Pelosi says lawmakers to get security briefing on 'Justice for J6' rally

Speaker Nancy PelosiNancy PelosiOn The Money — House pushes toward infrastructure vote US mayors, Black leaders push for passage of bipartisan infrastructure bill Lawmakers say innovation, trade rules key to small business gains MORE (D-Calif.) said Wednesday that lawmakers will be briefed in the coming days about security plans for the Capitol during a rally later this month in support of people charged with crimes related to the Jan. 6 insurrection and maintained that "we intend to have the integrity of the Capitol be intact."

Pelosi said that "there are some briefings going on at the appropriate level" with the House Administration Committee, which will be followed by additional ones for other members of Congress ahead of the Sept. 18 "Justice for J6" rally, when people demonstrating for those arrested for invading the Capitol are set to gather.

When asked if there are plans to reinstall a fence around the Capitol complex, which came down this spring, Pelosi said: "Not necessarily."

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"What happened on Jan. 6 was such an assault on this beautiful Capitol," Pelosi told reporters in the Capitol. "And now these people are coming back to praise the people who were out to kill. Out to kill members of Congress, successfully causing the deaths — successfully is not the word, but that's the word, because it's what they set out to do — of our law enforcement."

Capitol Police officer Brian Sicknick died a day after engaging with the violent mob of former President TrumpDonald TrumpJulian Castro knocks Biden administration over refugee policy Overnight Energy & Environment — League of Conservation Voters — Climate summit chief says US needs to 'show progress' on environment Five takeaways from Arizona's audit results MORE's supporters, while four other police officers from the Capitol Police and Metropolitan Police Department died by suicide in the weeks after the attack. More than 140 police officers between the two departments were injured.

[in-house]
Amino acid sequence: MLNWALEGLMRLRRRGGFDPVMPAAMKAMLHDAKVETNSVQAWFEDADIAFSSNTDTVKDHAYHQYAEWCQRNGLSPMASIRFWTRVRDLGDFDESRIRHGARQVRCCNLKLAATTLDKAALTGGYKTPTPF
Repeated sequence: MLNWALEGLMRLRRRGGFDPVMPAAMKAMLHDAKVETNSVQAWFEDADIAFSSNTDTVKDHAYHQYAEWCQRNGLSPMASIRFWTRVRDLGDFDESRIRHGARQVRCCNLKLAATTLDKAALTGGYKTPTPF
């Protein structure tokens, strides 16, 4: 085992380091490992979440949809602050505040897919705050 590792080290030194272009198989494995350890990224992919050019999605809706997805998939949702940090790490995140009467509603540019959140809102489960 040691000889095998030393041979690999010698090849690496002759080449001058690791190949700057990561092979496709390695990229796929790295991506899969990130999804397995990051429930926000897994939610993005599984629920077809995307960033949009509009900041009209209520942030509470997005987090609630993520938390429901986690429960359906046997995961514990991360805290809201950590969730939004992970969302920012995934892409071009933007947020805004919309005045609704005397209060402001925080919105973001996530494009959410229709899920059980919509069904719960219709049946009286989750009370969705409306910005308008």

The Hill reported Tuesday that the Capitol Police are planning to present a security plan this week to the Capitol Police Board, which oversees its activities. The Metropolitan Police Department is also planning an “increased presence around the city,” according to a spokesperson.

The Sept. 18 rally in support of the more than 570 people charged with crimes related to the attack on the Capitol is being organized by a group called Look Ahead America, which is led by a former Trump campaign official. The event is not expected to draw as many people as on Jan. 6, but some members of the same right-wing extremist groups that were at the Capitol on the day of the insurrection may also be in attendance on Sept. 18.

Matt Braynard, the executive director of the group organizing the Sept. 18 rally, has urged attendees to "be respectful and kind to all law enforcement officers" and advised only bringing signs or clothing focused on "demanding justice for these political prisoners."

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Neither chamber of Congress is scheduled to be in session on Sept. 18, which falls on a Saturday. The House isn't expected to return from its summer recess until two days later.

The Sept. 18 rally marks the latest Capitol security concern in a year of multiple major incidents that have led to the deaths of Capitol Police officers.

A man rammed his car into a security barricade in April, killing Capitol Police officer William "Billy" Evans and injuring another. And last month, a man drove his truck onto the sidewalk in front of the Library of Congress just across the street from the Capitol and claimed he had a bomb, causing a tense five-hour standoff before the man surrendered to law enforcement.